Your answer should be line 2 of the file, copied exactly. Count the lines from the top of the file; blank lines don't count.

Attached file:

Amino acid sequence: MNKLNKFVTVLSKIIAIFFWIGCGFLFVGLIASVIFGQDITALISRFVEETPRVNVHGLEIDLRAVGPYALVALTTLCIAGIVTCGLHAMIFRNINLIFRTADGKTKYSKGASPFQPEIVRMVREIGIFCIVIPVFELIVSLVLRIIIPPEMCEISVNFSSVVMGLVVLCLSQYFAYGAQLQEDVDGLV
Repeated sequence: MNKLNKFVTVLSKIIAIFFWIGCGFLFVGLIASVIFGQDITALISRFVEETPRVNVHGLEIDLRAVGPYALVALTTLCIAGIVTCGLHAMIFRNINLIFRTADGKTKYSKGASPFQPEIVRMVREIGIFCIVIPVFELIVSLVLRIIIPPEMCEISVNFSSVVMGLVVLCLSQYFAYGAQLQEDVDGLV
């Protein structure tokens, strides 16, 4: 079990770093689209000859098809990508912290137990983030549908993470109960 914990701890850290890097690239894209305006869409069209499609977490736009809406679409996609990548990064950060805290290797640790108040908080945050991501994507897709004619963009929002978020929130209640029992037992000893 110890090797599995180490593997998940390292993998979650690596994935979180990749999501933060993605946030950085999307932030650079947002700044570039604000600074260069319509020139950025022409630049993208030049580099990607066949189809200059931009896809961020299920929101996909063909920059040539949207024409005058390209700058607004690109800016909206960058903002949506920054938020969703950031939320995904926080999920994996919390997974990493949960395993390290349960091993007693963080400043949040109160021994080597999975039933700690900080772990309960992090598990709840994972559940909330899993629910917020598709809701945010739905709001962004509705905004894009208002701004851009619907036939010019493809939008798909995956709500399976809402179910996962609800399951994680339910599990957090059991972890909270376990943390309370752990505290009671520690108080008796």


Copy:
Repeated sequence: MNKLNKFVTVLSKIIAIFFWIGCGFLFVGLIASVIFGQDITALISRFVEETPRVNVHGLEIDLRAVGPYALVALTTLCIAGIVTCGLHAMIFRNINLIFRTADGKTKYSKGASPFQPEIVRMVREIGIFCIVIPVFELIVSLVLRIIIPPEMCEISVNFSSVVMGLVVLCLSQYFAYGAQLQEDVDGLV